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Peter Hardy, senior client portfolio manager of Global Value Strategies at American Century Investments. My team manages the Renaissance Equity Income Fund.
The questions regarding tariffs and their impacts to the businesses we’re following. To a large extent what we are doing as investors is looking through a business cycle and valuing companies on their normalized return potential. So not looking at them at the peak but understanding what they can return through a cycle and then applying appropriate valuation. We’re also looking at where things can go when the business is stressed: stress-testing that business model, seeing where returns can go and applying appropriate valuation to those downside returns.
The whole point being we’re doing our best to determine economic reality or the actual cash flow impacts to our businesses as opposed to reacting to market fervour or speculate on how something will potentially occur on stock prices, so we are looking at business fundamentals.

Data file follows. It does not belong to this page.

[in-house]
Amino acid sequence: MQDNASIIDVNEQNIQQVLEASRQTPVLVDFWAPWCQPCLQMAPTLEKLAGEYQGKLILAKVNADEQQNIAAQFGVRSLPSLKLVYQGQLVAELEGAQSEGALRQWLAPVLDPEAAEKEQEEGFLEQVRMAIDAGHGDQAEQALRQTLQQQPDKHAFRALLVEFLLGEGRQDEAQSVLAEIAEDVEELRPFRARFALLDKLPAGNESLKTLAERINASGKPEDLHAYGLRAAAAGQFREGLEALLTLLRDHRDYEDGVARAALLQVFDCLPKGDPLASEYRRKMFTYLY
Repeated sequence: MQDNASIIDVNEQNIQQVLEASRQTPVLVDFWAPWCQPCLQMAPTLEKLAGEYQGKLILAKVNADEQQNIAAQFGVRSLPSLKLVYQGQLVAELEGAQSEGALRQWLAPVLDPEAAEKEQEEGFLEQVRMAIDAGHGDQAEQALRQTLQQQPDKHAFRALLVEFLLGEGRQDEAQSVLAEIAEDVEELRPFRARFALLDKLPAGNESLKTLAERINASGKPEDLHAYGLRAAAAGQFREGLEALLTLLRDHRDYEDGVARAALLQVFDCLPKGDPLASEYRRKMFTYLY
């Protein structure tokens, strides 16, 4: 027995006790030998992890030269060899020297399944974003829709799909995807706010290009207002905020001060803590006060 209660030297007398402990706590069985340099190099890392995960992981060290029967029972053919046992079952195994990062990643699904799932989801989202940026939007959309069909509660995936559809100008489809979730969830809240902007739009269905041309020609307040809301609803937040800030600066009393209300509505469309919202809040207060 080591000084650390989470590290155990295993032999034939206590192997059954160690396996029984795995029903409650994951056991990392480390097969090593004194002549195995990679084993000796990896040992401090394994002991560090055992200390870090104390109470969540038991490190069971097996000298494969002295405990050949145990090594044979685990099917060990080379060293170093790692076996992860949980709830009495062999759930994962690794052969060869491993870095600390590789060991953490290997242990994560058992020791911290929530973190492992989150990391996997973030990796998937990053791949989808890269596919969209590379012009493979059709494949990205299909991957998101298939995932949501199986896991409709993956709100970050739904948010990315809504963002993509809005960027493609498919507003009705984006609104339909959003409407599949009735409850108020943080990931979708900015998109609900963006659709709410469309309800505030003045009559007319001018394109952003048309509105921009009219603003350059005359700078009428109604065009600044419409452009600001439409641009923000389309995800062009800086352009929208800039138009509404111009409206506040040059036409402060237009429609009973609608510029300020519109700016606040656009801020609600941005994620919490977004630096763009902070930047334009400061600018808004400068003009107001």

What we generally see is the concern about tariffs is creating another short-term source of potential volatility, and while the market had been sloughing that off or not acknowledging it in previous quarters, it came to bear in the fourth quarter.
The stock reactions of many of the companies we follow have largely been greater than what we believe the economic reality of the tariffs so many companies within the industrial sector, for instance, that have sold off due to tariff concerns, appear more attractive. And the reason is when we go company by company, the impacts are far less severe than the stock reactions due to the fact that long-term returns potential of these businesses hasn’t changed. And the reason we feel that way is companies can pass on increased input costs to their clients so their product prices will go up or they can eventually relocate facilities from, say China, back to a better locale like Canada.
And so while there are inflationary pressures and global growth concerns that are part of this tariff or trade war issue, the company-specific impacts are likely less muted due to the switching and the passing on of costs.